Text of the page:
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Welcome to the October 1 e4 Others Update.
It's good to see the World Champion trying out various openings discussed in this section of ChessPub. This month he features as Black in a 1 e4 Nc6 game. I'd especially like to see Magnus try Alekhine’s Defence again, and revive an opening which he used to beat Topalov many years ago.
As well as Carlsen and the high powered Wei Yi, we also get to see Fedoseev and Rapport in action. These exciting young players might suffer an occasional sharp defeat, but they are capable of creating winning chances against the highest rated opponents with the black pieces.
Also in the analysis to Lagarde-Fedoseev I have the excuse to give a game by Karl Robatsch, an Austrian GM and one of the early heroes of the Modern set up. He got a gold medal on board one at the Leipzig Olympiad in 1960 doing his 1...g6 stuff.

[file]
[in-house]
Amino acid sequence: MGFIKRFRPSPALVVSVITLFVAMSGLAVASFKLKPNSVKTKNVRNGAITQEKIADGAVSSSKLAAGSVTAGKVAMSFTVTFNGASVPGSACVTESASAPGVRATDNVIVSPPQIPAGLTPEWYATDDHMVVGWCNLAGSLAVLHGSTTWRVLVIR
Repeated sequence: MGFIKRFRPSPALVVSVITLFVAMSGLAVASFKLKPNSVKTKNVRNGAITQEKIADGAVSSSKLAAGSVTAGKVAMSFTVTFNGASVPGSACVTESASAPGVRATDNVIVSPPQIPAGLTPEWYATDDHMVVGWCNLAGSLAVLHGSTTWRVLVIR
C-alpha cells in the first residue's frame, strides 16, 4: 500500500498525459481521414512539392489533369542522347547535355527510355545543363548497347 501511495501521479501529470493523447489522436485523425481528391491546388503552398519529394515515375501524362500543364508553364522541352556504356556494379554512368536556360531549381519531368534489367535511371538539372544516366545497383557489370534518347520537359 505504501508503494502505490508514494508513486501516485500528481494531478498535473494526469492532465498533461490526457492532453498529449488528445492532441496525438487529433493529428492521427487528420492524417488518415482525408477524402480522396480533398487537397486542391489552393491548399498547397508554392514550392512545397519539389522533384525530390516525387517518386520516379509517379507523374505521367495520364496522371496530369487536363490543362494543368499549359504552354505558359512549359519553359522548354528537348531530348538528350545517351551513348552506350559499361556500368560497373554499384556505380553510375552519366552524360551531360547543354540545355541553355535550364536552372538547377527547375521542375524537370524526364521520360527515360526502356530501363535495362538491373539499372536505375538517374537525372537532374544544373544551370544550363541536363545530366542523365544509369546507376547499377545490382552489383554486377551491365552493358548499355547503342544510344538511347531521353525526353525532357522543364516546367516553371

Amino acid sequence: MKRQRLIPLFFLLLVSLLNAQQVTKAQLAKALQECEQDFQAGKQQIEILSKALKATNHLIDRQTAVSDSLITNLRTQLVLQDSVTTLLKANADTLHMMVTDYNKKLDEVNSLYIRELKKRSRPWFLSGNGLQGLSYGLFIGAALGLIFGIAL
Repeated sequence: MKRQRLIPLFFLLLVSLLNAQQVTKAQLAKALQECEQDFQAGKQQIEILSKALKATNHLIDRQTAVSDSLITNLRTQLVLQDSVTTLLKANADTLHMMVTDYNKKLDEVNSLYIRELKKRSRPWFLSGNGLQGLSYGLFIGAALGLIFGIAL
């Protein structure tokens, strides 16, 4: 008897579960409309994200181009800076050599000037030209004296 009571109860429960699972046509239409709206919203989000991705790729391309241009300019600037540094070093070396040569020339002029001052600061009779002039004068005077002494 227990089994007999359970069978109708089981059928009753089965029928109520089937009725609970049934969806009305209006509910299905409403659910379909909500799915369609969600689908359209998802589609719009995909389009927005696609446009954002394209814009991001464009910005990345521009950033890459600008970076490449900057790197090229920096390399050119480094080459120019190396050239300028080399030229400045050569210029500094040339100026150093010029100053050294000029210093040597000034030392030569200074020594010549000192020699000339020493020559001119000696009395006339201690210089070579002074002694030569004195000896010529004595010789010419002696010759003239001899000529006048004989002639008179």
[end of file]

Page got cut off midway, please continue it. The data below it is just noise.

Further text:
Download PGN of October ’17 1 e4 ... games

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Scandinavian Czebe Variation: 3.Nc3 Qd6 4.d4 Nf6 5.Nf3 g6 [B01]

Players of White have devised some challenging responses to the Czebe Variation. This month’s game runs 6.Bc4 Bg7 7.0-0 0-0 8.h3 a6 9.a4 Nc6 10.b3:

Kryvoruchko has restrained the counterthrust 9...b5 and prepared an aggressive development of his queen's bishop. After 11.Ba3 White will have his bishops raking two long diagonals against the black kingside. Black needs to take immediate measures to lessen their power. You can find a discussion of Black’s best response in Kryvoruchko, Y - Danielsen, M.

Alekhine’s Defence 4.Nf3 dxe5 5.Nxe5 c6 6.Be2 Bf5 7.0-0 Nd7 [B04]

Here 8.c4!? is a new move for ChessPub. As it was played by Wei Yi we had better pay attention:

It's what White would like to play, but can he prove an edge after 8...Nb4, when his queenside looks vulnerable?